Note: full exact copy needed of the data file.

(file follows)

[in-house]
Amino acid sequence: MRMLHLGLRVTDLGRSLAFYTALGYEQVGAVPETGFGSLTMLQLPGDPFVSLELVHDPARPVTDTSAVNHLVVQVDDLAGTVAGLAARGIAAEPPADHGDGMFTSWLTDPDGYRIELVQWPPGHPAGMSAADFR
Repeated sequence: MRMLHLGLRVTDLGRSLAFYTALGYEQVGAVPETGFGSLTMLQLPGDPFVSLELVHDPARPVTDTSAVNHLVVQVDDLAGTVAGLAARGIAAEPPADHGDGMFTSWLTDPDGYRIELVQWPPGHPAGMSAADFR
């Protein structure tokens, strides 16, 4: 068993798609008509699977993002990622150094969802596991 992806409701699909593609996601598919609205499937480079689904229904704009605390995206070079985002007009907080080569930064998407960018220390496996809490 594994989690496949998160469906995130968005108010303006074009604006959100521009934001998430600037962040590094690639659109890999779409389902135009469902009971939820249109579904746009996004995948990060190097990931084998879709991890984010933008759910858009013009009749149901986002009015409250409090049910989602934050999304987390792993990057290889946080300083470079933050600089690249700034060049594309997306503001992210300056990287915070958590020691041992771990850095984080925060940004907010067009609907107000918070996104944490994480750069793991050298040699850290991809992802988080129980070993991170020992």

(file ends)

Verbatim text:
[in-house]
Amino acid sequence: MRMLHLGLRVTDLGRSLAFYTALGYEQVGAVPETGFGSLTMLQLPGDPFVSLELVHDPARPVTDTSAVNHLVVQVDDLAGTVAGLAARGIAAEPPADHGDGMFTSWLTDPDGYRIELVQWPPGHPAGMSAADFR
Repeated sequence: MRMLHLGLRVTDLGRSLAFYTALGYEQVGAVPETGFGSLTMLQLPGDPFVSLELVHDPARPVTDTSAVNHLVVQVDDLAGTVAGLAARGIAAEPPADHGDGMFTSWLTDPDGYRIELVQWPPGHPAGMSAADFR
């Protein structure tokens, strides 16, 4: 068993798609008509699977993002990622150094969802596991 992806409701699909593609996601598919609205499937480079689904229904704009605390995206070079985002007009907080080569930064998407960018220390496996809490 594994989690496949998160469906995130968005108010303006074009604006959100521009934001998430600037962040590094690639659109890999779409389902135009469902009971939820249109579904746009996004995948990060190097990931084998879709991890984010933008759910858009013009009749149901986002009015409250409090049910989602934050999304987390792993990057290889946080300083470079933050600089690249700034060049594309997306503001992210300056990287915070958590020691041992771990850095984080925060940004907010067009609907107000918070996104944490994480750069793991050298040699850290991809992802988080129980070993991170020992």